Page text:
COLUMBUS, Ohio After the fourth death in a week, the Rev. Keith Troy decided enough was enough.
Midway through Sunday services, he looked out at his congregation and asked all the men to rise. Then he asked: Would the deacons and associate ministers please assemble in the aisles with paper and pencil? Would every man write down his name and a phone number where he could be reached?
Too many church men were dying of preventable illnesses related to poor health, the Rev. Troy told the congregation at New Salem Missionary Baptist Church, a predominantly black church of about 4,500 members, including about 900 adult men.
Their pastor of 24 years issued a simple order: Every man in the congregation will see a doctor in the next three months. If they can't afford it, the church will help pay. If transportation is a problem, someone from the church will drive them.
"But one way or another," the Rev. Troy said that Sunday in late November, "every man in this church will be checked out."
"Amen," parishioners responded. "Amen."
The last straw had come three days earlier when Roland Burks, 58, died of complications from diabetes and high blood pressure, the day after he delivered Thanksgiving meals to the homeless.
"I plead guilty to being a pragmatist," the Rev. Troy said in an interview. "What we do on Sunday has got to impact Monday through Saturday, and if not, what are we doing?"
He said he stood in the pulpit that Sunday and happened to see two doctors, members of the church, in the congregation.
"It just kind of came to me," the Rev. Troy said. "We didn't have 900 meetings about it it was just one of those moments of inspiration."
Statistics show black men are among the least likely people to see a doctor regularly. Black men also have higher rates of high blood pressure than white or Hispanic men and a higher risk of dying from strokes than men and women from any other group. Black men also have higher obesity rates than white men or women.
Last year, the Baptist Educational and Missionary Convention of South Carolina, a predominantly black denomination, announced a partnership with the state to educate people about disease prevention and healthy living.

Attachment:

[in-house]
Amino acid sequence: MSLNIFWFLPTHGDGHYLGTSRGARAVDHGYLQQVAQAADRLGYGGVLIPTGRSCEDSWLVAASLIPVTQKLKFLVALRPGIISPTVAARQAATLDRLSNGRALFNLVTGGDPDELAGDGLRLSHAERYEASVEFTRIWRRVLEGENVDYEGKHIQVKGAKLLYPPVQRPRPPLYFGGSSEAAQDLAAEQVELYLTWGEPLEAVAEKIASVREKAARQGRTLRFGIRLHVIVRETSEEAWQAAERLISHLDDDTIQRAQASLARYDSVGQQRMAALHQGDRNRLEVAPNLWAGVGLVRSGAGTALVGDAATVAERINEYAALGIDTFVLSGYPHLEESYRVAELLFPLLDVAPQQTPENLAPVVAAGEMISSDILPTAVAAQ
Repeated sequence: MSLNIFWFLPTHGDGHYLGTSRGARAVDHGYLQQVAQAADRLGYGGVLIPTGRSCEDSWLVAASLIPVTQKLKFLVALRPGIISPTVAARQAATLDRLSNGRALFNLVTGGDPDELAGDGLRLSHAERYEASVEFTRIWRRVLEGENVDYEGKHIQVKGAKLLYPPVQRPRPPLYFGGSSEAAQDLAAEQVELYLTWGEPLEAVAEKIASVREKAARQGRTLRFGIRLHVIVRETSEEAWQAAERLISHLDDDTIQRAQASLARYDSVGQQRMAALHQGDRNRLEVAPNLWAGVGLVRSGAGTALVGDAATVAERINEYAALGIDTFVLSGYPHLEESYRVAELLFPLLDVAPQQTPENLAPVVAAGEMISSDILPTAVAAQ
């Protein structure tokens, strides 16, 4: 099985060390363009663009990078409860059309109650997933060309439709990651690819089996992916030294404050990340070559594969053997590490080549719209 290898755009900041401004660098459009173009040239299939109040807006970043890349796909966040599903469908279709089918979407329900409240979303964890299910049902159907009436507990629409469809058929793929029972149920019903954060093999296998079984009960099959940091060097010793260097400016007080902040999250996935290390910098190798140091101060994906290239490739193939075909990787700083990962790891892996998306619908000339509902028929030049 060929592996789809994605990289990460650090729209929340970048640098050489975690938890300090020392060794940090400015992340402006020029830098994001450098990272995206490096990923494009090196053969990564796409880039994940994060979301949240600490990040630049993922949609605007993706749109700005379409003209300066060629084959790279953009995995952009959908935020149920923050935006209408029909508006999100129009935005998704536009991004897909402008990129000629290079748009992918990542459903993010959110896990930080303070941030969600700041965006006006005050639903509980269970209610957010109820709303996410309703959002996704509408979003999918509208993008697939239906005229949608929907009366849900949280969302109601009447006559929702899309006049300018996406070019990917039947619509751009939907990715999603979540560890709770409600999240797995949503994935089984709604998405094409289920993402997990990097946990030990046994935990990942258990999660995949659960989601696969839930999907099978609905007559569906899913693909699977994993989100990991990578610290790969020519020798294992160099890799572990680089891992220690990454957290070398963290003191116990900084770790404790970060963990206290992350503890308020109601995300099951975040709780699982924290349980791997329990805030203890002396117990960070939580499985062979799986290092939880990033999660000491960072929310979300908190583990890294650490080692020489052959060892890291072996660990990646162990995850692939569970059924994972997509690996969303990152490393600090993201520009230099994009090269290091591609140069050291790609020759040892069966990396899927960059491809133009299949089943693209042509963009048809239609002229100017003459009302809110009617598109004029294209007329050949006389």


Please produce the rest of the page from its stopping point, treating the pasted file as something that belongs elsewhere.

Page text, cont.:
In Colorado, Denver's Center for African-American Health works with about 80 black churches to increase awareness among parishioners about preventing diabetes, heart problems and other chronic diseases.
"When the message comes from the church and the pastor, it comes with a very important push behind it and people do tend to trust that message," said Dr. Michelle Gourdine, a member of Union Bethel African Methodist Episcopal Church and the deputy secretary of health for Maryland. The 1,300-member church in Randalls-town, Md., offers annual programs on reducing cholesterol and high-blood pressure and runs a 10-week exercise class for just $10.
Fear of being perceived as weak keeps some black men from seeing doctors, as does historical distrust of the profession. Concerns about the cost of medical care also play a part. A 2004 survey by the Ohio Department of Health found that more than one in four black men in Ohio were uninsured, compared with fewer than one in five white men.
"We don't generally seek out health care unless we become incapacitated," said Dr. Augustus Parker, a black physician and a member of New Salem. "'I got a bum knee?' you wait until it's bone on bone and you can't walk. 'That chest pain I have? I just drink a bottle of Maalox and I feel better."'
The Rev. Troy's order made Jimmy Logan, a church volunteer who helps handle parking on Sundays and a friend of Burks, realize that if he wants to continue serving others, he'd better look out for himself first.
He went to the doctor and had an arthritic knee drained but otherwise got a clean bill of health.
"It's one thing to preach the gospel. It's another thing to also have a sincere heart of caring while you're doing that," said Logan, 46, an adviser at a bank. "The combination of the two has left many of us just speechless."
The Rev. Troy's call to medical action was not the first time he's departed from his Sunday script. In June, he asked all teenagers to stand up and talk about what they wanted to do with their lives after a boy in the congregation was murdered two weeks before graduation.
Since word got out about what he said that day from the pulpit, other churches have called for information, and local hospitals have asked if they can help.
The Rev. Troy gets weekly updates on how many men have seen a doctor so far. He doesn't have a count yet but says many of the church's men have participated.As for himself? The 54-year-old pastor sees a physician annually and considers himself in good health.
On the Net: New Salem: www.nsmbccares.com/